Use Facebook to keep in touch with family and friends, and keep them up to date with good news they might otherwise miss out on. Tell them about your kids, tell them about your pets, tell them about the delicious dinner you just had. Keep the tone bright, happy and sensible. Use Facebook as if it were an advert for how brilliant you truly are.
Don't be miserable
Don't moan, whine or bitch. Don't start arguments, don't drone on and on about how pathetic your life is, and don't constantly go to Facebook looking for sympathy or help. While your friends might appear receptive, it's likely they're not. They're probably very annoyed. Let's all work together to make Facebook a nice place, eh?
Lock down your account and make it as secure as you possibly can. Facebook is the perfect place to post loads of personal information - just the kind of stuff that could get your financial details (or even your whole identity) stolen.
Don't be careless
Never leave your phone on the table in the pub if you haven't locked it with a PIN code. Intoxicated people find nothing more hilarious than opening up Facebook and writing stupid or incriminating things about the sap whose phone has been left open. Make sure this isn't you.
Post links to interesting videos or sites you've found on the web. It's great to share these things with your friends. Don't worry if they've already seen them; as with most viral content, if you've seen it once, scrolling past it a second time is no big deal. Remember to Like posts that entertain you, too; this improves their likelihood of showing up in Facebook's 'most relevant' list.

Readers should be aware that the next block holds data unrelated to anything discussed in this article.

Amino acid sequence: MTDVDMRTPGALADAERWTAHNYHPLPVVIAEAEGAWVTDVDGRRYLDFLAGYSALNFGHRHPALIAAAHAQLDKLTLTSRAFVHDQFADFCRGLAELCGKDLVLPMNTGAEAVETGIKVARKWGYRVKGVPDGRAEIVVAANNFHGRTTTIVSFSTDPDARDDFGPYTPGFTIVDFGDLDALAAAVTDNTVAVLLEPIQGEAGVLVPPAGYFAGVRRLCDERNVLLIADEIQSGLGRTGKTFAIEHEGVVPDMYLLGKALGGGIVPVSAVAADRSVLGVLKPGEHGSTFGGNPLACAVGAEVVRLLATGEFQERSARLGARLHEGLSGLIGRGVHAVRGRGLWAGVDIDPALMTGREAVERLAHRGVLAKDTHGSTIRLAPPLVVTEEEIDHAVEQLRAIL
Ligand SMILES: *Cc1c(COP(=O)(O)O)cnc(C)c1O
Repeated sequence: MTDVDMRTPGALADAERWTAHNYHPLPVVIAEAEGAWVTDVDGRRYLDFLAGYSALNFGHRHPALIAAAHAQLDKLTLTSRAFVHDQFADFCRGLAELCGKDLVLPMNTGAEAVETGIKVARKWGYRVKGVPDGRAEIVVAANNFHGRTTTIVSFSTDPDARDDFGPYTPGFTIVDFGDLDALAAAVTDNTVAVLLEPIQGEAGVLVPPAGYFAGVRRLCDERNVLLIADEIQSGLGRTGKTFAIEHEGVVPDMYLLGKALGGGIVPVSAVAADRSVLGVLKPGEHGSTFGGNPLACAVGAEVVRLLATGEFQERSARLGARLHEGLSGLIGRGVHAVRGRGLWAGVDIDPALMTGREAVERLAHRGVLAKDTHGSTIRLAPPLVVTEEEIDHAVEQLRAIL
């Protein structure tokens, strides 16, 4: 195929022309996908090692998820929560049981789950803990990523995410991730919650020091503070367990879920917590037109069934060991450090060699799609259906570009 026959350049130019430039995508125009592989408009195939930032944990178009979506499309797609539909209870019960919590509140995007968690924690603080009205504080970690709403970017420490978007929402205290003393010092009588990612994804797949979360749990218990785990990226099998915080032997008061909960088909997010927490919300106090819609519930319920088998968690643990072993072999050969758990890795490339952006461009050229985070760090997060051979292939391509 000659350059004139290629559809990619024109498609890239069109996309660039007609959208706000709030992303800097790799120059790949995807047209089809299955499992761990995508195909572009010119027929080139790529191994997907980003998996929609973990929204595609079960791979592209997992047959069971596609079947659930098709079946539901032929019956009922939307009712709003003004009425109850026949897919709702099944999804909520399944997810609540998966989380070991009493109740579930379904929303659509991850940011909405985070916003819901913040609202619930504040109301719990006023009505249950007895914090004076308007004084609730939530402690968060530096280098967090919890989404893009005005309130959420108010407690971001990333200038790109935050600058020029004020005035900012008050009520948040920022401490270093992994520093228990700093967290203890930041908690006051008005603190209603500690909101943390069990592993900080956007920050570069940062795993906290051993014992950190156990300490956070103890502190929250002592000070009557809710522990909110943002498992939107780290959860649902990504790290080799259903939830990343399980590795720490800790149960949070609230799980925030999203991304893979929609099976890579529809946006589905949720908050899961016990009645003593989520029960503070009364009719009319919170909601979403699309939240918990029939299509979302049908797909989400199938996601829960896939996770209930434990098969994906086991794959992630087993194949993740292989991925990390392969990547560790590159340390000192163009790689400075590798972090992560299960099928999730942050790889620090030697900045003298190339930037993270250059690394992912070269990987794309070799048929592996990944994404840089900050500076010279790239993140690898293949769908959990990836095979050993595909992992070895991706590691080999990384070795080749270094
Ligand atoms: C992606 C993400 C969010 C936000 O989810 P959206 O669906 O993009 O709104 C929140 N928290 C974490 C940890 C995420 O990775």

Don't steal wilfully
Sharing isn't available on the iOS version (you'll have to go through the web to do that), but copying and pasting other people's posts is very poor etiquette. Like them, and mutual friends will get a better chance to see them. It's the nice thing to do.
It's the little things that matter. Learn about them Facebook is full of complex terminology, but it's mostly straightforward...
Your iPhone can tell where it is based on nearby Wi-Fi networks and mobile phone masts, and by using GPS, but you can turn it off for privacy, or to give your battery a little more juice.
The web version of Facebook includes a function that allows you to point your friends to posts made by other people who might not be on their friends list. At the time of going to press, it's not included in the iOS versions, but we assume it's coming soon.
A profile is Facebook's collection of your personal information. It can be used by potential friends to seek you out, or by Facebook to target advertising directly at you. It doesn't share your specific details with advertisers, but they can use them to build up an idea of what you might like.
Wall / Timeline
The wall was Facebook's first big innovation. Basically a message board, it gave you an place to scrawl your thoughts, and other people could come along and do the same. This has morphed into the Timeline; your page will still have a 'wall' type area on which friends can write messages for everyone to see, but it mostly consists of your status updates, events and milestones.
Pages / Groups
Pages are like profiles, but for businesses or products. If you've got something to promote, a page is the best way to do it - you won't fill your own timeline with advertisements, and your page is open for anyone to see. Hopefully your personal profile won't be. Groups are essentially discussion groups - think of them like book clubs.
Got nothing to say? Want to give a post some props? The 'Like' button is for you. It's analogous to the Facebook 'poke', in a way: an action you can take to tell a person you've noticed them, without the explicit requirement for words.
A like can have the side effect of telling people on your timeline that you've liked something, but it doesn't always.